The Heist, Ripple and Relay Methodology

Oceans 11, Takers, The Town, Heist, Heat, and Point Break… just some of my favourite heist films.  You might think it strange that I like nothing better than a great heist film given that my career has been built on banking.

No… it’s not some perverse gratification from seeing a bank get robbed. It’s the elements of the heist film that can, and should be applied to core banking transformations that I find riveting. Let’s break down the similarities between them:

  1. Just like a core banking transformation every great heist film needs a target that is nearly impossible to reach.
  2. Just like a core banking transformation every great heist film needs to build a team from individuals with extremely varied skill sets and backgrounds.
  3. Just like a core banking transformation every great heist film will use new technology to overcome an obstacle.
  4. Just like a core banking transformation every great heist film will build a model of their target.
  5. Just like a core banking transformation every great heist film will relay on their team members for the success or failure of the heist when part of the plan or a technical solution fails.

So now you’re asking what does any of this have to do with improving the success of a core banking transformation? The answer is that the methodology of a successful heist, according to common film lore, includes a component that, if included into a core banking transformation, will dramatically increase your chances of success. This component is the foundation of  a new core banking transformation methodology I have been working on tentatively titled “The Heist, Ripple and Relay Methodology”.

The Heist

Every successful heist film includes a scene, or a number of scenes, where the team has built a scale model of the target. The team members then walk around the model and each member of the team takes his or her turn to speak out loud their part in the heist. This ensures that every team member knows that the individuals understand their job, the process, and has a clear understanding of everyone else’s job.

Every great core banking transformation should take the time at the conceptual architectural level to complete the same heist style walkthrough with all senior members of the architectural, technical, business process, and organizational change teams. This will ensure that the master minds of the architecture understand their job, the process, and the jobs of everyone else.

The Ripple

I am a strong advocate of starting with small core transformation teams and growing the teams steadily with a strong “on-boarding”. The ripple effect is the process of distributing the knowledge of the conceptual target, the process, and the roles and responsibilities to the larger team as the team grows. I am not a fan of the term on-boarding. I like instead indoctrination. Although there are negative connotations related to the word indoctrination it is exactly what needs to happen. Teams need to constantly be working towards common goals. The best way to ensure that this happens is to make them walkthrough the model with their peers who have either created the target or previously been indoctrinated.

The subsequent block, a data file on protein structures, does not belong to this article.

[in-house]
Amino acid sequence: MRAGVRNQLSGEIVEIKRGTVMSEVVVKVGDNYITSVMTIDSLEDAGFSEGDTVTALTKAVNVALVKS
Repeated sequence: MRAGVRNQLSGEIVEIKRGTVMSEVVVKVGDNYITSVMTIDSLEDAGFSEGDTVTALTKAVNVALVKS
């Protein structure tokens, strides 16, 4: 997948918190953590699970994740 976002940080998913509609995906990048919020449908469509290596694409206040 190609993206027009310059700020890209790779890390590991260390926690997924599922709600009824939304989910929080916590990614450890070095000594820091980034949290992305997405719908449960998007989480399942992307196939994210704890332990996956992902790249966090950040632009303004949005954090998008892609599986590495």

The Relay

Once the larger team has been built and work is progressing the relay provides the check points to ensure that no one team or team member has gone off the tracks. It is a relay in two ways. One it is similar to a relay race in that the baton is passed from one team to another as the core banking transformation processes targets are walked through. Second it is intended for the each member of the team to relay their role, responsibility, and current status of the process at a much more granular level. The teams will speak out their inputs, their processes, and their outputs then pass the baton to the next team in the process. Again this ensures that the teams understand their jobs, the processes, and the jobs of everyone else.

Speaking the processes out loud and explaining their roles to the wider team ensures that there are no unresolved assumptions about who is doing what, when, and how. Additionally the relay is a great progress check on the process definition and maturity as it will become very clear in the telling of the process where more work is required. Most core banking transformations try to split teams and have them write detailed requirements, functional, and technical designs inside a closet. Communication between all team members is the most important thing to ensure success. Standardizing the type of and schedule for that communication will ensure it is baked into the plan and time is set aside.

2 Responses to The Heist, Ripple and Relay Methodology

Leave a Reply

Skip to toolbar